Why Latin America is becoming the world’s next technology mega-hub

SoftBank recently announced their new US$5 billion Latin America-focused venture capital fund, the SoftBank Innovation Fund. The fund has a $2 billion commitment from SoftBank itself and is set to invest in tech startups throughout the Latin America region, covering areas like e-commerce, digital financial services, healthcare, mobility and insurance.

“Latin America is on the cusp of becoming one of the most important economic regions in the world, and we anticipate significant growth in the decades ahead,” said Masayoshi Son, chairman and chief executive officer of SoftBank Group.

But why is SoftBank so confident about the outlook of the region? What is the “secret sauce” that makes the region ready for such tremendous technological jump?

Solid Economic foundation and massive consumption-ready middle class

Although Latin American countries have not experienced a miraculous growth rate like China or India in the past decade, the economic foundation of many countries in the region is actually quite solid compared to most other emerging markets.

According to the World Bank standard for income categorization, Latin America entered the middle-income era as early as the 1970s. Many countries even proceeded to enter the higher-middle-income range in the 1990s. All the major countries, including Brazil, Mexico, Colombia, Argentina, Peru, and Chile, currently present a GDP per capita (PPP measured) of above US$13,000. What’s more, the region has an urbanization ratio of more than 80%. All of this means that people in Latin American are used to living in an urban middle-class life where basic needs are met, and consumption becomes aspirational.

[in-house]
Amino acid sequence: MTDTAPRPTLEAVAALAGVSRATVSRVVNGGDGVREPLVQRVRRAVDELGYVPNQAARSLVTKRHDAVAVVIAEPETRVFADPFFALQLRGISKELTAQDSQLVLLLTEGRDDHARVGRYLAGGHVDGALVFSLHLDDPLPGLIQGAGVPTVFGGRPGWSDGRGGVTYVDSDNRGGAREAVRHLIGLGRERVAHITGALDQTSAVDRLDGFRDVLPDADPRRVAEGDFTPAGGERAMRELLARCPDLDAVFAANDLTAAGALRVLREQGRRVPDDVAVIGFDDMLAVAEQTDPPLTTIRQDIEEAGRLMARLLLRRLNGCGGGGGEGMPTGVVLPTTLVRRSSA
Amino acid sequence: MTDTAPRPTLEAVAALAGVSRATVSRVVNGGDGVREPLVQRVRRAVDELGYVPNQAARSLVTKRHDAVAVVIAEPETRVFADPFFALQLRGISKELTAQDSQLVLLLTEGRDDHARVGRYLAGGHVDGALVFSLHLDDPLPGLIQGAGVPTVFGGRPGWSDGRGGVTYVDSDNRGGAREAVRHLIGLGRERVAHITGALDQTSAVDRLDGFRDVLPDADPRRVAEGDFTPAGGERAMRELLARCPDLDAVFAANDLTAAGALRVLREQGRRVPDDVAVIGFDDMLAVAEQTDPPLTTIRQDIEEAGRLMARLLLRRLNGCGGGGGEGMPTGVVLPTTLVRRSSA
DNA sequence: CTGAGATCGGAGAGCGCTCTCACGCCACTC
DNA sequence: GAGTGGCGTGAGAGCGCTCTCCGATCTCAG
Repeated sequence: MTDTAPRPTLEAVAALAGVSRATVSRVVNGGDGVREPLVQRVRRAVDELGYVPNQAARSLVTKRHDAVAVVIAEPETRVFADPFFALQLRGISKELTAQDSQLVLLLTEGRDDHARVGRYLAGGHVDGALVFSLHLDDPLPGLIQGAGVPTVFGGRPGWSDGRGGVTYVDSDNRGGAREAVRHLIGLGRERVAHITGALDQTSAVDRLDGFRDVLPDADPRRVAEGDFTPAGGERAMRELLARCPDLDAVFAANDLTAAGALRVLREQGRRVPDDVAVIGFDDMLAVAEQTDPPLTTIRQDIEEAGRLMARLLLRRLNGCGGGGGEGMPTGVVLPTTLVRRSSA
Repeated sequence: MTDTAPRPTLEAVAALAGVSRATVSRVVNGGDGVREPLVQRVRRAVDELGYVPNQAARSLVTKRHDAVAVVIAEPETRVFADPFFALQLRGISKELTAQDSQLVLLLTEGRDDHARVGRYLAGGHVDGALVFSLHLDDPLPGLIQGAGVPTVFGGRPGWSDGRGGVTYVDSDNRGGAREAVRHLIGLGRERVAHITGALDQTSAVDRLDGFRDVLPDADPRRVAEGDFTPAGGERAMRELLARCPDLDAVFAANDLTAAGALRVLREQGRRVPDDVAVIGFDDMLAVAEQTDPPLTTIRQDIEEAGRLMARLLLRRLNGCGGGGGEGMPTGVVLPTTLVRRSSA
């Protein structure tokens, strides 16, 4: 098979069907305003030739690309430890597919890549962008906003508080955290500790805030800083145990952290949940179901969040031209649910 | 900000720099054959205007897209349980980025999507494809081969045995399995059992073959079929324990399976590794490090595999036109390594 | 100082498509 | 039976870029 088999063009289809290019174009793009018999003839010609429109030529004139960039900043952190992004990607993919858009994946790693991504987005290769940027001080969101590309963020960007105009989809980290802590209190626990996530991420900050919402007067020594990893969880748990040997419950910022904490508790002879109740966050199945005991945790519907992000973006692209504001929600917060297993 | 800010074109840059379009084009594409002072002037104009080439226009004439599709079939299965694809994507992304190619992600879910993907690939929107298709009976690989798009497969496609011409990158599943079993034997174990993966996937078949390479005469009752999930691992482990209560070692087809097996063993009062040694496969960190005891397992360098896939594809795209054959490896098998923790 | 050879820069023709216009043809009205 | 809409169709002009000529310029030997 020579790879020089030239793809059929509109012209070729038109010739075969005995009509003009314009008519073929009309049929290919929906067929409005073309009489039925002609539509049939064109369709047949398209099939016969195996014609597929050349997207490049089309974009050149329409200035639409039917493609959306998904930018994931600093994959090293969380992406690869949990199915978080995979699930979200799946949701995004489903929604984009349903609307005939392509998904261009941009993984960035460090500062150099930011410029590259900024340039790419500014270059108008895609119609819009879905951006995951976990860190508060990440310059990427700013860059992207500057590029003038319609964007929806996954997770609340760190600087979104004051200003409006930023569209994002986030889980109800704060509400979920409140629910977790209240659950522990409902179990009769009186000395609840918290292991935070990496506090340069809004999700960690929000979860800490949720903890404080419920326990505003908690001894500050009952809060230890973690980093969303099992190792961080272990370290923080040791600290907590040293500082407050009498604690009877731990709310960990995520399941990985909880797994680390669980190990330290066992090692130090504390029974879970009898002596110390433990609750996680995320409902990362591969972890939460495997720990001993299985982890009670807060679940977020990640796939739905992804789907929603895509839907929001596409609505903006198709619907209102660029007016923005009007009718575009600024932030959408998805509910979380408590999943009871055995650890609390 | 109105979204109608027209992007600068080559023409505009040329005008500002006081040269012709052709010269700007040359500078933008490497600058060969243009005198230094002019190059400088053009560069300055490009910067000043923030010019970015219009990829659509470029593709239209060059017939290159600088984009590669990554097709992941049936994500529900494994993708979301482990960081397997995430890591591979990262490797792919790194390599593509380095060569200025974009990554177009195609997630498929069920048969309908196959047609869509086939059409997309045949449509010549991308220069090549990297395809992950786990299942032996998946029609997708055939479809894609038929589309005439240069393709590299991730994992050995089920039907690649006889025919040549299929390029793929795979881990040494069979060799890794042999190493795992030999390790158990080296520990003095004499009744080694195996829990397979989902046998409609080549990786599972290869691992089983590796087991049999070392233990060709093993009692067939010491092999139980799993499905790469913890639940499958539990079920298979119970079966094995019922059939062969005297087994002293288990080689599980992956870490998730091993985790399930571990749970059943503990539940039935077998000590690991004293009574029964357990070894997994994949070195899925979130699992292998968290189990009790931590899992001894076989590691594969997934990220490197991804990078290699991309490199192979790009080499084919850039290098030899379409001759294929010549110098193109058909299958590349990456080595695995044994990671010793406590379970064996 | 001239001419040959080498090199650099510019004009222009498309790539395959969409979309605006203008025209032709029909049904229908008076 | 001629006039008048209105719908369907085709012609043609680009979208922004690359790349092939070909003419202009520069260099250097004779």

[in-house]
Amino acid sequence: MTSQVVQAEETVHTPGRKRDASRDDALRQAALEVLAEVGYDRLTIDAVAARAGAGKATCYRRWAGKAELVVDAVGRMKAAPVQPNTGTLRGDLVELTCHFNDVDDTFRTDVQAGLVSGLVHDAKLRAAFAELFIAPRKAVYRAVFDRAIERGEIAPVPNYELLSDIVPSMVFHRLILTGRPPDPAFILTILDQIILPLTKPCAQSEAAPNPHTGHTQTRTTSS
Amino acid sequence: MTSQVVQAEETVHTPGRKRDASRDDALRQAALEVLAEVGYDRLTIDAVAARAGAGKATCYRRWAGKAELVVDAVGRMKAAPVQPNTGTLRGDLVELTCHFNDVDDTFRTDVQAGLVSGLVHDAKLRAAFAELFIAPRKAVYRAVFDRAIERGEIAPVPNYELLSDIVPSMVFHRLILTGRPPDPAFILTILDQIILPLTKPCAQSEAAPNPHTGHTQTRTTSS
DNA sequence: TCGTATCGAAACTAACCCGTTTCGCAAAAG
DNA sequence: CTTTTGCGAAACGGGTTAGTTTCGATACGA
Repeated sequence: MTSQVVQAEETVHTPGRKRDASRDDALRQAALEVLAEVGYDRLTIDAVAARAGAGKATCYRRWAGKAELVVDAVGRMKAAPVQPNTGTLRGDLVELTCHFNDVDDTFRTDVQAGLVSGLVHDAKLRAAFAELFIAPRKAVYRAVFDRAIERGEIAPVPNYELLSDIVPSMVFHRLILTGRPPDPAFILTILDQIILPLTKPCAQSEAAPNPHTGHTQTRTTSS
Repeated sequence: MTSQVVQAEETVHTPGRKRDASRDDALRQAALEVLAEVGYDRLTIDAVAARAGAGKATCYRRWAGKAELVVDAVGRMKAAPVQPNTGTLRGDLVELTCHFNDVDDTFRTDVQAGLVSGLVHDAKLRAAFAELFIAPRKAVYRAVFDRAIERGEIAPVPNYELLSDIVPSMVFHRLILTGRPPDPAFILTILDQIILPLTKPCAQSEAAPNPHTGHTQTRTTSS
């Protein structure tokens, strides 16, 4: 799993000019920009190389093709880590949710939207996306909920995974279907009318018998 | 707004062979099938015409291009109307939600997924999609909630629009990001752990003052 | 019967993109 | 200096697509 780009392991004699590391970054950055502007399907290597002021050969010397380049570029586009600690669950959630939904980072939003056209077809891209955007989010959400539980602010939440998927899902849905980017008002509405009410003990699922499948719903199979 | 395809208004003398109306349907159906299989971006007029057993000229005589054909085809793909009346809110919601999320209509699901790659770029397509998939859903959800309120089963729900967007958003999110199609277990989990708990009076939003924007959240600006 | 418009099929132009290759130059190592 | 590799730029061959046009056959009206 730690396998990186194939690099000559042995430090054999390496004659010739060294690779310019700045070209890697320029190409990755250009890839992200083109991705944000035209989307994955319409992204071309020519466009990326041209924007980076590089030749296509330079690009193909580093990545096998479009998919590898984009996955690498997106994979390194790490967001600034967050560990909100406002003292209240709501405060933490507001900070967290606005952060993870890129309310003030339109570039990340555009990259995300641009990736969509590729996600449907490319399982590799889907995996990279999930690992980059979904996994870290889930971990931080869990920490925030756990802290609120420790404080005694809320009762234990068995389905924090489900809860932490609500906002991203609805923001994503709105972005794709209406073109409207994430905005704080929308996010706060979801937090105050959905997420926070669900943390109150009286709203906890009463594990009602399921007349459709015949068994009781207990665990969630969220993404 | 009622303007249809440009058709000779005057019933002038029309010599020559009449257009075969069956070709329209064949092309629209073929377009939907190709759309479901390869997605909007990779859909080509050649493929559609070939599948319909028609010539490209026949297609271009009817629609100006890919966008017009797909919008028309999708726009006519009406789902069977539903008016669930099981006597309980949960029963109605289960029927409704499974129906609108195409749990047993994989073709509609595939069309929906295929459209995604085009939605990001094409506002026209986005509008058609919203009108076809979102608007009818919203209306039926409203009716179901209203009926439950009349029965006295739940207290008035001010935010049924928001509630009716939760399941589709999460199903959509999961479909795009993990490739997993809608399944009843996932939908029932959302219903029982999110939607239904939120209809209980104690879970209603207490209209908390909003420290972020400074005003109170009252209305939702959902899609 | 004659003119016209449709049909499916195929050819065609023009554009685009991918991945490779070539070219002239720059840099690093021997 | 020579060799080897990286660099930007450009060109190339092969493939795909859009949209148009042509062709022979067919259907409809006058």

The consumption data also proves this point. In the major countries, consumption accounts for more than 77% of the GDP, much more than the 52% of China. From as early as 2010, per capita consumption already reached US$3,986 in Brazil, US$2,337 in Colombia, and US$1,663 in Mexico. At the same time, per capita consumption in China and India were only at US$1,401 and US$354, respectively.

The size of the middle class in Latin America is also growing rapidly, currently represents about 30% of the population – this is similar to the level of China, and much more significant than the 3% of India.

The massive and growing middle class is reflected in the consumption structure of the countries. Compared to other emerging markets, Latin American families spend more money on areas that are not basic needs per se, but are more likely to spend on transportation, health, technology and others.

Source: World Bank Global Consumption Database![](Screen Shot 2019-03-15 at 2.39.56 PM.png)

The long periods of middle-income status of Latin American countries helped people form habits of consumption, establish brand awareness and also willingness to pay for new services. Such consumers will be relatively easier to acquire and strike higher customer lifetime value.

Digital economy can solve the unmet needs of frontier markets

Despite having relatively mature customers, the region has historically fallen behind in serving the needs of the middle class.